Goldfinger

Movie review by
David Gurney, Common Sense Media
Goldfinger Movie Poster Image
Thrilling action comedy may be the best Bond.
  • PG
  • 1964
  • 110 minutes
Popular with kidsParents recommend

Parents say

age 12+
Based on 8 reviews

Kids say

age 10+
Based on 34 reviews

We think this movie stands out for:

A lot or a little?

The parents' guide to what's in this movie.

Positive messages

Bond stands up against thievery, but he also indulges in a lot of sexist behavior and is known for his vices (drinking and womanizing). Some implication that Japanese characters are evil. 

Positive role models & representations

Though known for being suave and debonair as he escapes one scrape after another, this 1960s version of James Bond is also a womanizer who has no problem with making sexual innuendos. While Pussy Galore is a strong character with considerable responsibilities, almost all the women in this movie are little more than bikini-clad sex objects who exist to provide implied sexual gratification for Bond. 

Violence

Frequent action violence. A man is electrocuted to death in a bathtub; another man is electrocuted to death later in the movie. Men are knocked unconscious with kicks to the face. Massive explosions when a building is blown up with dynamite. Fight and battle scenes. A woman's dead body is discovered in a hotel bed entirely covered in gold paint. 

Sex

One of the lead characters is named "Pussy Galore." Strong sexual implications and innuendo (a Bond trademark), although no graphic nudity or sex acts are shown. A female character dies as a result of having her naked body painted gold (shown from behind). Bond slaps a bikini-clad woman on the rear end as she walks away. 

Language

A main character is named Pussy Galore -- probably the most risqué/sexual "Bond girl" name. Some sexual innuendo; references to being "entirely satisfied." 

Consumerism

Bond drives an Aston Martin.

Drinking, drugs & smoking

Alcohol drinking. Cigar smoking. 

What parents need to know

Parents need to know that Goldfinger, the 1964 James Bond film, is considered by many to be among the best in the Bond series. Per all Bond films, expect plenty of sexual innuendo from 007. Though it's delivered in a frothy way, it's still pervasive and by this point quite dated. And yes, this is the Bond movie with a character named Pussy Galore. Though she's depicted as an intelligent, skilled aircraft pilot, she falls literally head over heels for Bond during some rough foreplay. There are also plenty of explosions, car chases, and general action violence sprinkled throughout the movie -- gunshots, electrocutions, fistfights. Bond is a frequent drinker who doesn't really suffer from any adverse effects. Goldfinger's henchmen and collaborators are largely Japanese men, which means that all Japanese characters in the film appear to be evil (although there are no racial slurs used or verbal stereotyping). A woman is murdered by having her naked body covered in gold (she's only shown from behind).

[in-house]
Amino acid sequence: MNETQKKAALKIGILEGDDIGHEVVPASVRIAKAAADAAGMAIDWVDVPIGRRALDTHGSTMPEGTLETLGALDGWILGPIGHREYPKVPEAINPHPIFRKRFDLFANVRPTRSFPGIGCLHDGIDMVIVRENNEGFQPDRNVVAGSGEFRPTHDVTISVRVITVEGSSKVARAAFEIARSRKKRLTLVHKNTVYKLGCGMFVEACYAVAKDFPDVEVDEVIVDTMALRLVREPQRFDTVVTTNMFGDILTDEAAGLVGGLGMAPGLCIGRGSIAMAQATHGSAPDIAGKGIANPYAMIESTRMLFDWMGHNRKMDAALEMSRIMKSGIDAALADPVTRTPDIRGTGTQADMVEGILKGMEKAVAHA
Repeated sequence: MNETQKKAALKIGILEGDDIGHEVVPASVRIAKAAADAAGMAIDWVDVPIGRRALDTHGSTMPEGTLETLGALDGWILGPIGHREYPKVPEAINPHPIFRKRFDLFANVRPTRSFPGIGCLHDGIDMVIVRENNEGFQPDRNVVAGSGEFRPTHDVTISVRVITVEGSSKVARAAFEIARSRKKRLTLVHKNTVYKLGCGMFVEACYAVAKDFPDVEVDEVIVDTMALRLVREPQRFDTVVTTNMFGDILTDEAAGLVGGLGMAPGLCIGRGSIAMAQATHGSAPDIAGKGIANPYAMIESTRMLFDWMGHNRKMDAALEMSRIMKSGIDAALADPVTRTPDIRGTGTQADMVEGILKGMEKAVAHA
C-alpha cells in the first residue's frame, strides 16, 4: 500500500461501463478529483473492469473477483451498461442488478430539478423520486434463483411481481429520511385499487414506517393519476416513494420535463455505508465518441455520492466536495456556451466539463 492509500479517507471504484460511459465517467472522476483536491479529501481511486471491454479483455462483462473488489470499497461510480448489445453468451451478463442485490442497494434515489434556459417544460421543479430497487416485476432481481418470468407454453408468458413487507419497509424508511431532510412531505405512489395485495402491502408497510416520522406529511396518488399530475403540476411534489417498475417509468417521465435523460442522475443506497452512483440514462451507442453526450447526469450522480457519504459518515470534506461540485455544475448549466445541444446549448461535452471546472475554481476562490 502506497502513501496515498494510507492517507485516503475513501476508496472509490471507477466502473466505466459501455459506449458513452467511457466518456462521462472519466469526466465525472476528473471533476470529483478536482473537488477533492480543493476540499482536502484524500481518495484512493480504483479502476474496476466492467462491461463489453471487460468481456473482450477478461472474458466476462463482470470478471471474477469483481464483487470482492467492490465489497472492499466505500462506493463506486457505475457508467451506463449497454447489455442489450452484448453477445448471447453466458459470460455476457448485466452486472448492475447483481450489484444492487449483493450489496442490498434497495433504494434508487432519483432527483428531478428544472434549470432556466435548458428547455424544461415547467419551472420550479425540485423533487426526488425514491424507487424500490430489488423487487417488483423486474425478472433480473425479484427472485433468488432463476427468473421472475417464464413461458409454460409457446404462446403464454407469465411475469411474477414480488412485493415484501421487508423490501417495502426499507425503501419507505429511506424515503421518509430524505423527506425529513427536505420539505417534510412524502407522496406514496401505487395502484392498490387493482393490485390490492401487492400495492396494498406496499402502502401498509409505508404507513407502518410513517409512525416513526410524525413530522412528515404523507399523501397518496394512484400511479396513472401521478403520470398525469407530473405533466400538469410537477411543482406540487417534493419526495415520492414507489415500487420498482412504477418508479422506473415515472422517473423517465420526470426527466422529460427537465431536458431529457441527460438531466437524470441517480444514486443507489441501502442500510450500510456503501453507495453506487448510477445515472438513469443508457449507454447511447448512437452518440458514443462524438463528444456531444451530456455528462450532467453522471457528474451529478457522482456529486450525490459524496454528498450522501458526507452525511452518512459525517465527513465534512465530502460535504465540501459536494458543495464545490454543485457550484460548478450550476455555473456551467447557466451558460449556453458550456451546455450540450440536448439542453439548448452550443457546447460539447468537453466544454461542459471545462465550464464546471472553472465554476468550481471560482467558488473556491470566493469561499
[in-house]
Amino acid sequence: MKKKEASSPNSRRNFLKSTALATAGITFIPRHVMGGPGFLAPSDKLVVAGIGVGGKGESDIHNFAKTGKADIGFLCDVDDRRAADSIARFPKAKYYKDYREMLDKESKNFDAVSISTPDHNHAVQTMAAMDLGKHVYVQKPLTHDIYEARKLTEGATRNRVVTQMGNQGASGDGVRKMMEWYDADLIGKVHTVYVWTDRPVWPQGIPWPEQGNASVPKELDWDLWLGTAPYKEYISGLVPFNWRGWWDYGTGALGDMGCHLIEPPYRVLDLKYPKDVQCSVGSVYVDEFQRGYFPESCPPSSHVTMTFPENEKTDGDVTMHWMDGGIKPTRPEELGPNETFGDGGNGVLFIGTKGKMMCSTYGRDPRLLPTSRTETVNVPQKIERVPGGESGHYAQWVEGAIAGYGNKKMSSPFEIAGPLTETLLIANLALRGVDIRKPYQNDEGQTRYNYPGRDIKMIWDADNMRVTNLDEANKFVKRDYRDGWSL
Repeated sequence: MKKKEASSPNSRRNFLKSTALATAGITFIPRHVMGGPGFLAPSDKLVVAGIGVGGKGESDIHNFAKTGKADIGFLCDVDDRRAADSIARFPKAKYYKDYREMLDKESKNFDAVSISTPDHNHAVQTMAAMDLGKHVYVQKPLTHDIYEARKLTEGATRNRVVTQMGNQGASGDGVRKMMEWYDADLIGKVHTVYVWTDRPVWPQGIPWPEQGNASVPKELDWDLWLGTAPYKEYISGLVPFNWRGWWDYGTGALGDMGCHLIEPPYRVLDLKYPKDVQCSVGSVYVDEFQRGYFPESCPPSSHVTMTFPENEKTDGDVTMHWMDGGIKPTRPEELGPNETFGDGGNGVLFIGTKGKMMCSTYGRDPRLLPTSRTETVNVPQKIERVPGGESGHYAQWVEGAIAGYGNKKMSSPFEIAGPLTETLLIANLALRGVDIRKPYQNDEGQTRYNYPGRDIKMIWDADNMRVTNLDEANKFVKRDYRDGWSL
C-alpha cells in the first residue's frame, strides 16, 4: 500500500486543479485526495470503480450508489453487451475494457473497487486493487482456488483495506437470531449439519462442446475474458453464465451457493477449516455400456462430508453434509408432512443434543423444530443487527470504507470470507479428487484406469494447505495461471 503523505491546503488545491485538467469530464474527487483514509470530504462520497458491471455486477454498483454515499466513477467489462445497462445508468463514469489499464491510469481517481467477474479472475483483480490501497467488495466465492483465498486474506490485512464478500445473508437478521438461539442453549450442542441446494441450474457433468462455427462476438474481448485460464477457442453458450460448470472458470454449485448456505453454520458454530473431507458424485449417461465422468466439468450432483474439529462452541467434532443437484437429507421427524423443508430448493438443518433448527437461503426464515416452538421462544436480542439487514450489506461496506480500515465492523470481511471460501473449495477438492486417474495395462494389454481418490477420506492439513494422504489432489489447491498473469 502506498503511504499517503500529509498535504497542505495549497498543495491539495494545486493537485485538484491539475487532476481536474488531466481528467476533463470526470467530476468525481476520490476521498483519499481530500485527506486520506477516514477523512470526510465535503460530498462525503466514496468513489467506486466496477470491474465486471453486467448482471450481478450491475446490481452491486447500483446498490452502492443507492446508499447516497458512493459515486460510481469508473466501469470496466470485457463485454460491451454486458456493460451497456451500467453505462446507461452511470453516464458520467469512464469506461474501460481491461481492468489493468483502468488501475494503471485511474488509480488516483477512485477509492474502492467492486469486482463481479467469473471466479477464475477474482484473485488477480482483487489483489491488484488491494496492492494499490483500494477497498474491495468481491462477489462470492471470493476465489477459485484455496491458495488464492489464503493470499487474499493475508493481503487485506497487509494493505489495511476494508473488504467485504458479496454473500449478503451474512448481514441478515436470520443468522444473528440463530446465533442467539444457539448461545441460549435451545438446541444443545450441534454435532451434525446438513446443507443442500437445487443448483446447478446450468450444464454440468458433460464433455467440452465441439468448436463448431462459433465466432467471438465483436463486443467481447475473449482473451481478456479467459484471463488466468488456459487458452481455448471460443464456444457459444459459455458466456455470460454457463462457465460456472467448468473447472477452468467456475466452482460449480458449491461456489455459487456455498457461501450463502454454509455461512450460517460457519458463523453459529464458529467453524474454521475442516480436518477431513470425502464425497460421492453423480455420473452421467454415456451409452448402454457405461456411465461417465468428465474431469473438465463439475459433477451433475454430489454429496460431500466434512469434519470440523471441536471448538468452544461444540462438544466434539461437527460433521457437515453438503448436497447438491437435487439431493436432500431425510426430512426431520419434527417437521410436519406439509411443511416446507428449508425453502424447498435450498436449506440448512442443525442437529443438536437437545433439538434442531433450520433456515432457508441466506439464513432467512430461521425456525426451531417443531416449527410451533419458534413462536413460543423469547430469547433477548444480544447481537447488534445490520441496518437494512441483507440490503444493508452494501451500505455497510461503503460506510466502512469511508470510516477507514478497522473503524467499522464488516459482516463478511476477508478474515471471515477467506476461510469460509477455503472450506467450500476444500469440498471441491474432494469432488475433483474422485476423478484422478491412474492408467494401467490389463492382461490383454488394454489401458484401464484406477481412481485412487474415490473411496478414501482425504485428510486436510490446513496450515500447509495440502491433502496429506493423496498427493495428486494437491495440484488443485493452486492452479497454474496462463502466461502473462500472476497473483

User Reviews

Parent Written byRocketshipMoon April 5, 2013

Rape scene inappropriate for children

Although this movie is PG, James Bond basically rapes P. Galore (he lures her into a barn, fights her and forces himself on her) in order to "turn" he...
Parent of a 3 year old Written bygerbowski August 20, 2013
Kid, 9 years old December 31, 2012

James Bond inappropiate Review!

One thing that you should know is that quite disturbing (if your child is under the age of 10) you should skip the credits (at the beginning) because they do a...
Teen, 15 years old Written byJoker15 July 2, 2009

The Best Bond!

I love this film. It is definitely the Best Bond in the series. The Violence is mild to moderate, but there's no apparant blood. In three scenes, Bond m...

What's the story?

In GOLDFINGER, James Bond (Sean Connery) is asked to monitor Auric Goldfinger (Gert Fröbe), an international gold merchant whom the British government suspects is plotting something vaguely fiendish. Goldfinger's plan is found to be a rather elaborate, dangerous assault on Fort Knox, the United States' gold reserve.

Is it any good?

The third installment in the James Bond franchise finds Sean Connery playing up the cheekier side of Bond for the first time, following the more serious stakes of Dr. No and From Russia with Love. The film spends far more time on Bond's gadgetry (particularly his defensively outfitted Aston Martin) and his womanizing than it does on his foiling of Goldfinger's devious scheme. More than anything else, Bond's luck and charm seem to allow him to drift in and out of danger while rather inadvertently saving the day.

For these reasons, this film truly serves as the template of all subsequent Bond films. There's an emphasis on humor even in the most dire of circumstances. Connery plays Bond with seemingly little effort, and his charm is hard to resist, even when he's dismissively tapping a female friend's buttocks to push her out of the frame, telling her that it's time for "man's work." (Oh, James ... ).

Talk to your kids about ...

  • Families can talk about 007's attitudes toward women in Goldfinger and in general. Does his constant use of them as pawns -- or treating them as pushovers -- seem necessary to create his cool facade? 

  • Is it right for Bond to use force in service of his government-appointed mission? Do you think real spies act this way? Why, or why not?

  • Why do you think James Bond films have been so popular for so many decades? 

  • How does James Bond demonstrate perseverance and courage in Goldfinger? Why are those important character strengths?

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